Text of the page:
So it’s a Japanese culture thing – once they’ve gone down a track they like to stick to it. It took a lot for Honda to build the V-twin. And if the Firestorm hadn’t been a success they might not have done it anyway. You know, they said ‘See how it goes on the road,’ then, ‘Oh shit, everyone’s buying it, let’s do more.’ And the Firestorm, and even the SP-1, weren’t anything like the RC45. Look at the price of them; they weren’t as high tech or high dollar as the RC because it showed you didn’t have to be to run at the World Superbike V-twin regulations.
I was the development rider for the V-twin, and I was at Suzuka in 1998 when they made the decision to go with it or not. I was riding the bike and it was up to me whether they made a race bike out of it or not. I followed Itoh, their Japanese test rider, around; he was on the RC45. I was on, like, a Firestorm. The chassis was shit and I was 23kph slower in the straights. But I got a tow off him and was only half a second slower. I said it feels slow, but if it feels like this but is so close, we’ve gotta do it. There was no other choice.
And then to go and do it and win in the first year, which Colin did, it shows you where the competition was and how the rules worked.
BS: Did you ever wish Honda used a V-twin from the start?
Slight: Nah, I don’t like riding a V-twin. A screaming four cylinder is the only way to ride. It’s a bit like when they banned two-stroke motocross bikes: everybody can ride a four-stroke, but not many people can ride a 500 two-stroke. And I felt a bit that way when Honda got their V-twin, you know? Because they’re so narrow and change direction so easily, and they’ve got the extra capacity and that easy power delivery; anyone can ride one. I loved the screaming of the engine and the wheelspinning of the high-revving fours. When we first got the V-twin it only revved to 10,500rpm and we thought, what the hell’s wrong with this thing? If we didn’t have a stop watch, we wouldn’t have picked the V-twin to race, because the four is so much more fun. At first we thought shit, this thing’s not too good, but the stop watch says it’s amazing.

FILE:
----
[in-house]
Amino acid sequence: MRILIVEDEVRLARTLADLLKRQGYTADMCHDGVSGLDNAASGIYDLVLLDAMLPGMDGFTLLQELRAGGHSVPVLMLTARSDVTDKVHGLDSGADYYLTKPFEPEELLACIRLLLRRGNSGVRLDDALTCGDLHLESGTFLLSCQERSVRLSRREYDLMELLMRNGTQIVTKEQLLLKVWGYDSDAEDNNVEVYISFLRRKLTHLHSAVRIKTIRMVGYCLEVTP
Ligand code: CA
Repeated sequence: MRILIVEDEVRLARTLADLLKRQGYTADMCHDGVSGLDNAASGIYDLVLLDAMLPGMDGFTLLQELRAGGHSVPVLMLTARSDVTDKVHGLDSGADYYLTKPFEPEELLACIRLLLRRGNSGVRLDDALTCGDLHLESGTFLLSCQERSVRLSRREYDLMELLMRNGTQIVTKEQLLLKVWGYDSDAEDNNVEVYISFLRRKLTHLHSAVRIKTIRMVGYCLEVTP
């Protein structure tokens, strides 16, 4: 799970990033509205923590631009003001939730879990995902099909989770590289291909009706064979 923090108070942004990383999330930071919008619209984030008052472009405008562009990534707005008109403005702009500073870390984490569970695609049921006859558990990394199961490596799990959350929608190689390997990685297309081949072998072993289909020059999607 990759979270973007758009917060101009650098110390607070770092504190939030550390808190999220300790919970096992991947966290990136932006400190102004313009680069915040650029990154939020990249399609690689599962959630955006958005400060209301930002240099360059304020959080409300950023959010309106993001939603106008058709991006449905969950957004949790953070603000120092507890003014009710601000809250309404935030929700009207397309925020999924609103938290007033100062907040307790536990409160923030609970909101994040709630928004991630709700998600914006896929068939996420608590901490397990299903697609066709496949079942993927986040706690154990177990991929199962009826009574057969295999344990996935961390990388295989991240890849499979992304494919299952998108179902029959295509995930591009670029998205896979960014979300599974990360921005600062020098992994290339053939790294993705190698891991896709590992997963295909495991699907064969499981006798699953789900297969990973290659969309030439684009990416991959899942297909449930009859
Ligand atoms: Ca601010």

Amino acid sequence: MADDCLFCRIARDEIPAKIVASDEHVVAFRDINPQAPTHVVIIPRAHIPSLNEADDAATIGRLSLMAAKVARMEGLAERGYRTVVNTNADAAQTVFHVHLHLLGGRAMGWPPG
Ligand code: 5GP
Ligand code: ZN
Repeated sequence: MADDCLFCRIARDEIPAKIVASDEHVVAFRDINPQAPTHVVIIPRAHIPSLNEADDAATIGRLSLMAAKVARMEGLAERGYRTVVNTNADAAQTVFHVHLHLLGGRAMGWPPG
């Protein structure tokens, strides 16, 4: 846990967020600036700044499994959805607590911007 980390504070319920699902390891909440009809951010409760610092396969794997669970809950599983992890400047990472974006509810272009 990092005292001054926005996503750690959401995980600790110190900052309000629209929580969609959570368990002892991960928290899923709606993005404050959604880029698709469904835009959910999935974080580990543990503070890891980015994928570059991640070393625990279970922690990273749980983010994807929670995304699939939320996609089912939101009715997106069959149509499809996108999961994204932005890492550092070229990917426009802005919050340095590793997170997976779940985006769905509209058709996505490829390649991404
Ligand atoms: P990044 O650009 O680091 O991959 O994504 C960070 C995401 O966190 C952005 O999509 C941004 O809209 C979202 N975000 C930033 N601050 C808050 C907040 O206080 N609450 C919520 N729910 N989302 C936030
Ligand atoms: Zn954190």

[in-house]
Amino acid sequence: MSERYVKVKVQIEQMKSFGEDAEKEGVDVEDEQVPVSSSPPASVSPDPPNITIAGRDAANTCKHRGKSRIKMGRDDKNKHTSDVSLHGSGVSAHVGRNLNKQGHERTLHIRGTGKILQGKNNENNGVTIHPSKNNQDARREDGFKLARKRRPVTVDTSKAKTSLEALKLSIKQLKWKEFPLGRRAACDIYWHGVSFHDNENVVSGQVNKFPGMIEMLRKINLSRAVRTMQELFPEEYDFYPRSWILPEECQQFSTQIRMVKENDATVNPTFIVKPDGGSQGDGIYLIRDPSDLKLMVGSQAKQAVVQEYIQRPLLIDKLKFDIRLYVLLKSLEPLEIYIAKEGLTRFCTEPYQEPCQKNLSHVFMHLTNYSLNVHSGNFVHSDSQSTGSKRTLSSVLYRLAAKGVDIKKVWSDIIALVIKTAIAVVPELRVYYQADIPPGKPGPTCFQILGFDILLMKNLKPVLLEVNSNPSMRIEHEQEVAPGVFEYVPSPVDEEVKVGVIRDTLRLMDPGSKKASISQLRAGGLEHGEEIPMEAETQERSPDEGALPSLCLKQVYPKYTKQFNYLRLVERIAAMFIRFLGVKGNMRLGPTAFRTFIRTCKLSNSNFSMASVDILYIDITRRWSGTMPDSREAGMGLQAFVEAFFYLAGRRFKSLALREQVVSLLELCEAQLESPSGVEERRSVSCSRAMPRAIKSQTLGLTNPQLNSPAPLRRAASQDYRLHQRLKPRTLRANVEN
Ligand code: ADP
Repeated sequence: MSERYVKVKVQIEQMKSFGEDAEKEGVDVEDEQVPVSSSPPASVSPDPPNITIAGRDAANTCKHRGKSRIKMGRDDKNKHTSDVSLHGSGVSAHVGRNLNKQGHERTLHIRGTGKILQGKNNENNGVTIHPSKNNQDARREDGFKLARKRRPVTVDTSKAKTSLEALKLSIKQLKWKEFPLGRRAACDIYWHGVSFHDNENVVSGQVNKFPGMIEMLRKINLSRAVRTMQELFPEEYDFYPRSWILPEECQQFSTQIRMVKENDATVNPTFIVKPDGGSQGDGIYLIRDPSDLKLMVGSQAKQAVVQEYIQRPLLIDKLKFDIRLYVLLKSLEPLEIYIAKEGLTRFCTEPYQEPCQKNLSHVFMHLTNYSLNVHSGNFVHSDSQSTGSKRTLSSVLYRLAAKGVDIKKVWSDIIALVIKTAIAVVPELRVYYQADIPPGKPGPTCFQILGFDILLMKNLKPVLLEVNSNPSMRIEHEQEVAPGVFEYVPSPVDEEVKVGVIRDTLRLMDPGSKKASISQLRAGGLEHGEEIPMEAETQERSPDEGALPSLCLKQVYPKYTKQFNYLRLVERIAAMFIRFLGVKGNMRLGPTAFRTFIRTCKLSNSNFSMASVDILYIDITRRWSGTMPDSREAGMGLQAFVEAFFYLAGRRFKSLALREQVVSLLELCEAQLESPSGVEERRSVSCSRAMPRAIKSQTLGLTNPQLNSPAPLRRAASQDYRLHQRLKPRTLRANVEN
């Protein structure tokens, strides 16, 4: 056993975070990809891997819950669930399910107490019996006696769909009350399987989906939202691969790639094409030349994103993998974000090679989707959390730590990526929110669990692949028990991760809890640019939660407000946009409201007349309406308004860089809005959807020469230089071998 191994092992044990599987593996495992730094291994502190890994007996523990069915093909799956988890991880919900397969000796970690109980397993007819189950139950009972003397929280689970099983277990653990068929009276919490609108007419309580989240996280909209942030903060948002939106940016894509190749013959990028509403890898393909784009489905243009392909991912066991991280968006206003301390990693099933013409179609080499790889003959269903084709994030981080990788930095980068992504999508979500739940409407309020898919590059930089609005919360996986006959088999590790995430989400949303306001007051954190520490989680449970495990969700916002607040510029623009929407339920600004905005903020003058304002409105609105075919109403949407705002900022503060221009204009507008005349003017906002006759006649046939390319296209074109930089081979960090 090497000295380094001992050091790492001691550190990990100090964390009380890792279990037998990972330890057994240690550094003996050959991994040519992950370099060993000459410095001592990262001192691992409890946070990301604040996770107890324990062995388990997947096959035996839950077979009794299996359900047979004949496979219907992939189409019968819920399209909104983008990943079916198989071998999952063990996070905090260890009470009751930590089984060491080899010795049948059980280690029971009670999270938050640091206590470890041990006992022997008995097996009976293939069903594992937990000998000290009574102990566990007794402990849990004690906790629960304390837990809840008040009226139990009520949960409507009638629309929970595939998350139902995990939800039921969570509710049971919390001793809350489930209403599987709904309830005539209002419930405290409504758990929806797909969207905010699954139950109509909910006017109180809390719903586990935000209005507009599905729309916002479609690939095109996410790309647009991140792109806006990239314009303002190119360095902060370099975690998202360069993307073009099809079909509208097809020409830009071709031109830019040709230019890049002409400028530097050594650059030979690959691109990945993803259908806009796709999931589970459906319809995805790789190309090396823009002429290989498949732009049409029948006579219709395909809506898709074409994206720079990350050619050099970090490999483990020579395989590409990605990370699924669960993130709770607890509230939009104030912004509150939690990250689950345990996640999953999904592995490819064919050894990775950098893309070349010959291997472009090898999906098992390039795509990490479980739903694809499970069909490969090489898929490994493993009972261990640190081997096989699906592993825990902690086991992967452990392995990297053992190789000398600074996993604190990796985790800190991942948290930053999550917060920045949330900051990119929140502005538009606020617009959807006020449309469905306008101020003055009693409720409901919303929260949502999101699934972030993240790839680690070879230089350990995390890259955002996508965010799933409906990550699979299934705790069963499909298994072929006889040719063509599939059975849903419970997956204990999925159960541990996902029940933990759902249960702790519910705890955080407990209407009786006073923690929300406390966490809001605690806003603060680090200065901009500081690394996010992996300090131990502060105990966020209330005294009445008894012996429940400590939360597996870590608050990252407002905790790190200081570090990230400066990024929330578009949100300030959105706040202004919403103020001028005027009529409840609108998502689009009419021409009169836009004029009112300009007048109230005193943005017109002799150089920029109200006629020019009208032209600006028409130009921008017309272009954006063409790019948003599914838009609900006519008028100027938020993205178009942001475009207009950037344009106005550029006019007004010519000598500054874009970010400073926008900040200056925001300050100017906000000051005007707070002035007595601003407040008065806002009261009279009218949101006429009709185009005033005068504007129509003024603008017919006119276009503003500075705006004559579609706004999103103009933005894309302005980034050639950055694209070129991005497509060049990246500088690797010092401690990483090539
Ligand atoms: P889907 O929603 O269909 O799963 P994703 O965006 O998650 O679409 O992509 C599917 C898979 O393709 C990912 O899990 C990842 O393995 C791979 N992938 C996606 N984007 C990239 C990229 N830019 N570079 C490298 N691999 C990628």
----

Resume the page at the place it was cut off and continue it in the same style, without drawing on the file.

I don’t know how many people came up to me after the launch of the Firestorm and said this is just the perfect bike, I was scared of riding a 1000cc inline four but these are so easy to ride. So that gives you the answer: they’re easy to race too!
But I liked spinning the back wheel. You know, I still believe when Ducati got Ferrari to design the 750cc inline four for the MV Agusta; that was going to be Ducati’s World Superbike. But then they put it on a dyno and said, why would we bother? We can make a V-twin for half the price. So they carried on with the V-twin getting bigger and bigger and just put an MV Agusta badge on the 750.